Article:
Zuma announces remission of sentences

2012-04-27 13:49

President Jacob Zuma has announced special remission of sentence for prisoners and parolees, the fifth such announcement by a democratically elected president.

Zuma made the announcement while addressing scores of people at the Union Buildings in Pretoria, among them Malawi president Joyce Banda.

Earlier in the day the carnival atmosphere that had seen bikers, drum majorettes, performing artists and musicians entertain the crowd was briefly disrupted by a small group chanting anti-Zuma songs, “Zuma where is Malema”, in reference to former ANC Youth League leader Julius Malema whose expulsion from the party was confirmed this week.

It is the first time that Zuma’s administration has granted remission of sentence to prisoners, following former President Nelson Mandela’s similar decisions in 1994, 1995 and 1998, while Zuma’s predecessor, Thabo Mbeki, granted remission in 2005.

“The categories and the lengths of reduction will be based on the decision of Cabinet in relation to the previous special remission of 2005,” said Zuma.

Categories will include:

» A 6-month blanket special remission of sentence to all sentenced offenders, probationers and parolees.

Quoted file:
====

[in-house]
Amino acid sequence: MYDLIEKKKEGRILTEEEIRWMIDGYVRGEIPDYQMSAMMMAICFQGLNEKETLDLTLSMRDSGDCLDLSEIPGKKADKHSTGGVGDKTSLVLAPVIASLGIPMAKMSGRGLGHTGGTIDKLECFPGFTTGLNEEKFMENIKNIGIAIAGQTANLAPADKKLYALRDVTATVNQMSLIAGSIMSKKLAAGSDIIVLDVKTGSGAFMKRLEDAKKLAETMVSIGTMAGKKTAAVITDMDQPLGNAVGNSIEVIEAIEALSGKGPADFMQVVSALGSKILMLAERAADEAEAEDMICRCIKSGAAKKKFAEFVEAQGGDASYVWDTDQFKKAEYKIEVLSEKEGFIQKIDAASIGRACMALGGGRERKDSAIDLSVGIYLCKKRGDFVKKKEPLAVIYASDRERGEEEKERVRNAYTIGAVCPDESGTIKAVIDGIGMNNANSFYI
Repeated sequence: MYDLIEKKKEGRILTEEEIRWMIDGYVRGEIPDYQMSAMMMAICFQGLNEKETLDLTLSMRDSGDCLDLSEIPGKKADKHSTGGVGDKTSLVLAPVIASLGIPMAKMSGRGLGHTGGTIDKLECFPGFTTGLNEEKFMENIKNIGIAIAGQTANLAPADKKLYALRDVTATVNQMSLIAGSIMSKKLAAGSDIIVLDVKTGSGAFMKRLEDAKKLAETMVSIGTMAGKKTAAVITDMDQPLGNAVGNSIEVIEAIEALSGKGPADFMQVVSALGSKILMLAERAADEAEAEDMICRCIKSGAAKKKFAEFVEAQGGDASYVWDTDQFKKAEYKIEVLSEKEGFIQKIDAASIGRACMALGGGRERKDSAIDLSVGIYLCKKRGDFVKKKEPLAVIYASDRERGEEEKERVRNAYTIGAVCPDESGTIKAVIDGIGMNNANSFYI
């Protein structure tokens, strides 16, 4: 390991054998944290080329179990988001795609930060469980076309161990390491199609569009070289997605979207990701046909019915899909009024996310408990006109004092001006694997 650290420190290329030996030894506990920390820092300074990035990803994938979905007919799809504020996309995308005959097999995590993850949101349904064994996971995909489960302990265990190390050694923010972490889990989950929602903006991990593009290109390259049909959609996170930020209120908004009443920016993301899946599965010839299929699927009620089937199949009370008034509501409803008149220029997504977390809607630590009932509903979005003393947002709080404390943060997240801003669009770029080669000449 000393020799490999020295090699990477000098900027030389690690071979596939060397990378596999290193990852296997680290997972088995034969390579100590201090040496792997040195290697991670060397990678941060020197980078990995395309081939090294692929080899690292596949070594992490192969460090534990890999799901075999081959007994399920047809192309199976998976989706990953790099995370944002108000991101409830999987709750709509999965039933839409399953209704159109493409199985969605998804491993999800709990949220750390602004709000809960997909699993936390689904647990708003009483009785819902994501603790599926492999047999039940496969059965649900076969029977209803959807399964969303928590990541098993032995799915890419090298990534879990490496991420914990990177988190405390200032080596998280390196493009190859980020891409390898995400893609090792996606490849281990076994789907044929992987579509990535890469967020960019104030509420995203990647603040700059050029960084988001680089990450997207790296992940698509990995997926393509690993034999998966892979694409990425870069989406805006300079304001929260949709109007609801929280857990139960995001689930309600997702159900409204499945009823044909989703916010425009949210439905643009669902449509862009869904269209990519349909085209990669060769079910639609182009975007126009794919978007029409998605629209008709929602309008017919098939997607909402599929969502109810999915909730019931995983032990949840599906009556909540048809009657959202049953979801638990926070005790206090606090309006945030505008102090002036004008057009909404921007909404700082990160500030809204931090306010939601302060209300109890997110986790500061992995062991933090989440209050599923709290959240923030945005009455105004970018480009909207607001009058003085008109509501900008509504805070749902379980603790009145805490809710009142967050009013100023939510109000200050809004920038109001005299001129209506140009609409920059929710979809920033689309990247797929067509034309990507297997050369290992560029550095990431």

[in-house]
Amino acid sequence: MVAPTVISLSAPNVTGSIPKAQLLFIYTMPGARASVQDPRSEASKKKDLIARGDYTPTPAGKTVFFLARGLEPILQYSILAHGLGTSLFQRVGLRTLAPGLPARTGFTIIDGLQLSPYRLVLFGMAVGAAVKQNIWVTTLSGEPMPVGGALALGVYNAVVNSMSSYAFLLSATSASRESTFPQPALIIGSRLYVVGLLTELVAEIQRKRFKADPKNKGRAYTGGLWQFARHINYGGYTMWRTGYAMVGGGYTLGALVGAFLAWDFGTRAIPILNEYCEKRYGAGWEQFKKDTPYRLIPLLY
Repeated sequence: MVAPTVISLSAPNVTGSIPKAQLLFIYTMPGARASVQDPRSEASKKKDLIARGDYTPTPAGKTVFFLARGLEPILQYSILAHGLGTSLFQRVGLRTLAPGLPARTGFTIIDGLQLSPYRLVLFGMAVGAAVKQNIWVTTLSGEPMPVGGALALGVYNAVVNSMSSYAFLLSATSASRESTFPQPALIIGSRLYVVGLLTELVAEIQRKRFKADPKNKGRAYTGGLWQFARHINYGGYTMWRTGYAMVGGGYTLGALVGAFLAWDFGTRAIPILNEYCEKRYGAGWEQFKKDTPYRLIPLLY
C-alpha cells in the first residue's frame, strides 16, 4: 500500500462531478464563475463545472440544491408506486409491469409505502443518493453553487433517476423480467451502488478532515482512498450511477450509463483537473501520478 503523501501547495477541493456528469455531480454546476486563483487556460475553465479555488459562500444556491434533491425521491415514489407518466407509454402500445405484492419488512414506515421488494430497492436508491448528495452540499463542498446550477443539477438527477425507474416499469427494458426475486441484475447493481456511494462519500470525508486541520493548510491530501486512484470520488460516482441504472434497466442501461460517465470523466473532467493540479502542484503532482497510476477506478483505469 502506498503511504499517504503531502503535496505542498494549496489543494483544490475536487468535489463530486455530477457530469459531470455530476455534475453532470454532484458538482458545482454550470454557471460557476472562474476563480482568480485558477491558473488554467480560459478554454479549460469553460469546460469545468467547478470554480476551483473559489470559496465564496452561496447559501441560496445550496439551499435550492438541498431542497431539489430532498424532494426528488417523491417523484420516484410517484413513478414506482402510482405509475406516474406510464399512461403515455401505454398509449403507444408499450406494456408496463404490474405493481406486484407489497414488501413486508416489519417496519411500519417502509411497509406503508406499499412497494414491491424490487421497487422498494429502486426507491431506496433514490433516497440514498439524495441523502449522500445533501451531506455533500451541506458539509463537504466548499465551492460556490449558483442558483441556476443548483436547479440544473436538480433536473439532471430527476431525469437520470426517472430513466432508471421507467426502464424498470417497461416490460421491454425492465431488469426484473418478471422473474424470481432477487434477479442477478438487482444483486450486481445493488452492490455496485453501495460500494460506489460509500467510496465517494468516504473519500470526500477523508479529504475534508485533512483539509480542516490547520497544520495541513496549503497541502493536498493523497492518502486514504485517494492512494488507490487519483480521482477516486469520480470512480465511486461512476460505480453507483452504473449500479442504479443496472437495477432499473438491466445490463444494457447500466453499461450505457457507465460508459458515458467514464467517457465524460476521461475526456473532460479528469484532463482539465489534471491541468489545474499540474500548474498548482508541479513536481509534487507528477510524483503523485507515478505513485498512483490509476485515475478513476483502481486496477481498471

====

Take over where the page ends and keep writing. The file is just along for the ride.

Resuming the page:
» 12-month special remission of sentence for all sentenced inmates, probationers and parolees excluding sentenced offenders, probationers and parolees who have been sentenced for aggressive, sexual, firearm and drug related offences.

Ministers in the justice, corrections, police and security cluster will announce details on the remission tomorrow in Pretoria.

Zuma said the struggle for the emancipation of South Africa was fought over three centuries, tracing the battle for liberation to the days of white settlers.

He said fighting crime was among the five priorities that were getting special attention from government.

He said the fears of those who had been apprehensive about the country’s democracy in 1994 were dashed by government’s policy of reconciliation.

“For those who believed in, and practised racism, April 27 1994 freed them from the fear of a black majority that could rise against them at any time.

“It freed them from vengeance, as the democratic state immediately instituted reconciliation as a policy of government to heal the divisions and pain of the past,” said Zuma.

This year’s celebrations marked 18 years since all South Africans, regardless of race, voted in the country’s first democratic elections on April 27 1994.

Leaders of opposition political parties also praised South Africa’s strides after 1994, but warned that a lot still needed to be done to root out inequality, crime, corruption, greed and poverty.

Pan Africanist Congress leader Letlapa Mphahlele said the freedom enjoyed today was at risk of being eroded by greed and corruption.

Various musicians performed after Zuma’s speech with thousands of revellers staying behind to celebrate.

Zuma will award national orders to various prominent South Africans and foreign nationals later tonight during a ceremony at the Union Buildings in Pretoria.

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